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Sustainability in MENA Cement Industry

The population in the MENA countries has doubled during the last 30 years (from ca. 110m in 1980 to almost 220m in 2010). As per conservative estimates, the rate of urbanisation in the MENA countries will exceed 70% five years from today (average for all developing countries: 54%). The proceeding urbanisation and the population increase involve several problems and challenges for the national governments and also for the cement industry. The cement production of countries in the MENA region has almost tripled during the last 15 years up to approximately 500m tons  Since the start of national revolts and demonstrations in MENA countries in 2011 the problems of especially young Arabs have attracted the attention worldwide.

Environmental problems that accompany a fast growing population and increasing urbanisation are, among others, increasing consumption of energy and raw materials, increasing land use in order to satisfy the increasing food demand, infrastructure development, disposal of increasing amounts of waste and development of sewage systems. Solving these generation spanning problems is a challenging task for the national governments.

Naturally, such high growth rates also affect the cement industry. In the MENA countries it consists of various companies, part of them listed on the stock exchange. A number of cement companies has, partly for cost aspects, responded to the negative consequences of the rapid population growth. The following paragraphs describe the cement industry’s approaches to push a sustainable development in certain sectors. They are partly driven by own responsibility and partly by regulations of the national governments. In this context it should be mentioned that the growth of the cement industry is already partly limited by factors that are directly connected with sustainability and raw material supply.

Although the factors differ from country to country and cannot be generalised, there are a few major concerns, for example:

  • Fuel shortage
  • Dependence on oil
  • Lack of investment in innovations

Let’s have a closer look on the limiting factors and innovation potential based on practical examples.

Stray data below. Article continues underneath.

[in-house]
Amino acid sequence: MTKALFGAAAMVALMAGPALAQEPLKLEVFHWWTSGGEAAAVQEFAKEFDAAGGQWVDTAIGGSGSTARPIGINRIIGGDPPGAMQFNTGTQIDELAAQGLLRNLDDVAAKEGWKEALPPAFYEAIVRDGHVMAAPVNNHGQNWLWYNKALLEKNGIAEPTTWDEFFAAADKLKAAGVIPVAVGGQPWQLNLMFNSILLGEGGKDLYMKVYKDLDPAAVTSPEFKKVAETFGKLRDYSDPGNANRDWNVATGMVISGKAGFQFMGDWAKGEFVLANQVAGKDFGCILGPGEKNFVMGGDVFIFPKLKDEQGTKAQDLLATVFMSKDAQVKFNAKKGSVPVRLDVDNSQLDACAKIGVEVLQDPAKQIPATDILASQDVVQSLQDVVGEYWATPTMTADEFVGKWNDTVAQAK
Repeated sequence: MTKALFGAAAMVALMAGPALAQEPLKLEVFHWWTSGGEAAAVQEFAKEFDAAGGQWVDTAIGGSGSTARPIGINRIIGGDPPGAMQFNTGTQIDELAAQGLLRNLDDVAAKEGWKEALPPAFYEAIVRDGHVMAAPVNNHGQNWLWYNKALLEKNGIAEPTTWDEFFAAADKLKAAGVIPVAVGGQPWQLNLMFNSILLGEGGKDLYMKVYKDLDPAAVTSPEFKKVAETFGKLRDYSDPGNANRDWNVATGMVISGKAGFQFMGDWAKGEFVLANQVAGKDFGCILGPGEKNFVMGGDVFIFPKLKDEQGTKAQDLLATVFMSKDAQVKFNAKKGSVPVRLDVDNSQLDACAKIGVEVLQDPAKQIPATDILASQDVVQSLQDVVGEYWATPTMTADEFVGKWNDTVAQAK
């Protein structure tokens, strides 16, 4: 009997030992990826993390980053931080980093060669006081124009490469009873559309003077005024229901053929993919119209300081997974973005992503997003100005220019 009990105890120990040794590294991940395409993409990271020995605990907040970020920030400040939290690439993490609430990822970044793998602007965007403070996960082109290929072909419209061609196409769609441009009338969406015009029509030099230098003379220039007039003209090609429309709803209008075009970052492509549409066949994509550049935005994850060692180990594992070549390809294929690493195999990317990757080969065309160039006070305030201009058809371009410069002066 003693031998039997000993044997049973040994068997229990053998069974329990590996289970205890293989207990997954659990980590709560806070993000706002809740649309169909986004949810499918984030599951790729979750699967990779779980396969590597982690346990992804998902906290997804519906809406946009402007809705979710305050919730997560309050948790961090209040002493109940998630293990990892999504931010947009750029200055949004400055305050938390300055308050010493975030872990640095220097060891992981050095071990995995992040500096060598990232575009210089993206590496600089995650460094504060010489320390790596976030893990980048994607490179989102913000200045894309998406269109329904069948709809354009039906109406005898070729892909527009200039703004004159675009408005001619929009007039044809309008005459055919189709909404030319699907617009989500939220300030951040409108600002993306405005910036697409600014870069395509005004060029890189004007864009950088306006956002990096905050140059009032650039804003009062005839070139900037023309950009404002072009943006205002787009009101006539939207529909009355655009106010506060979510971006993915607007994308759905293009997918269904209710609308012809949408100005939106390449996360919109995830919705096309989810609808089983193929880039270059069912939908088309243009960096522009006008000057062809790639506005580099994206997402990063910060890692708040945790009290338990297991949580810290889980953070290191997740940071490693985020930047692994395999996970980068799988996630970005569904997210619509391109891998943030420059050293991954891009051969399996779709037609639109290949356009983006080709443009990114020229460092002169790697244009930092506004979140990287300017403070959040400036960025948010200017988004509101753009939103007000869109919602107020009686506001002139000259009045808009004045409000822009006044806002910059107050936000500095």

Saudi Arabia

In many industrialised countries the continuous and tailored supply of the industry with fossil fuels is only a question of price.  But the fact that of all countries, it was cement plants in the own country that repeatedly reported shortages of fossil fuel supply (heavy fuel oil), was certainly an important reason for the government to get closely involved in this matter.

Cement producers in the Kingdom of Saudi Arabia obtain state-subsidised natural gas at a price of US$ 0.75/mmbtu from the state-owned oil company “Saudi Aramco”. Formerly, the cement production costs resulting thereof were on average US$ 28.8/ton of cement (costs in neighbouring countries: Kuwait US$ 59.2/ton, UAE US$ 47.8/ton, Oman US$ 37.0/ton) which made it redundant to deal with the topic of energy. In India, a country with one of the highest energy costs in the world, the production of one ton of cement costs US$ 70.0/ton in 2010.

Due to such low energy prices and a steadily growing demand the production capacities grew constantly. Currently, the industry accounts for approximately 40% of the overall energy demand of the country. Analysts estimate that this demand will even double within the next 15 years. However, it is planned to reduce this disproportionate energy demand of the industry.

Under the patronage of HRH Prince Abdulaziz bin Salman, the state-owned oil company “Saudi Aramco” is developing a so-called “Mandatory Energy Efficiancy Program” (MEEP) for the entire Saudi-Arabian industry. The plan of MEEP is to “establish mandatory policies and regulations with the objective of reducing existing and future energy consumption levels in the industrial sector”.

For the national cement industry this approach implies investments in energy-saving measures. Key points for an energy-efficient industry are identified as

  • Use of alternative raw materials
  • Use of alternative fuels
  • Training and education in energy efficiency

As the use of alternative fuels and raw materials is not yet common in the Kingdom of Saudi Arabia, guidelines and a regulatory framework have to be defined which set standards for the use of alternative or waste-derived fuels like municipal solid wastes, dried sewage sludge, drilling wastes and others. It has to include:

  • Types of wastes and alternative fuels that may be used by the cement industry
  • Standards for the production of waste-derived fuels
  • Emission standards and control mechanisms while using alternative fuels
  • Standards for permitting procedures

Appropriate standards also need to be established for alternative raw materials that are to be used for clinker and cement production. In order to achieve an energy-efficient production special education, further training and workshops for the involved staff have to be carried out.

Egypt

The current political developments in Egypt influence the local cement industry significantly. The government expects additional sources of revenue on the one hand from selling licences for the construction of new cement plants and on the other hand from a reduction of subsidies for fossil fuels. Since these news are not a surprise for the local cement plants, they started to invest in the implementation of alternative – mostly biomass-derived fuels. One of them is CemexAssiut that not only started using different kinds of biomass, but also, most notably and exemplary, established plantations for the production of biomass (here: “Casuarina”) that are irrigated with pretreated sewage water from the city Assiut.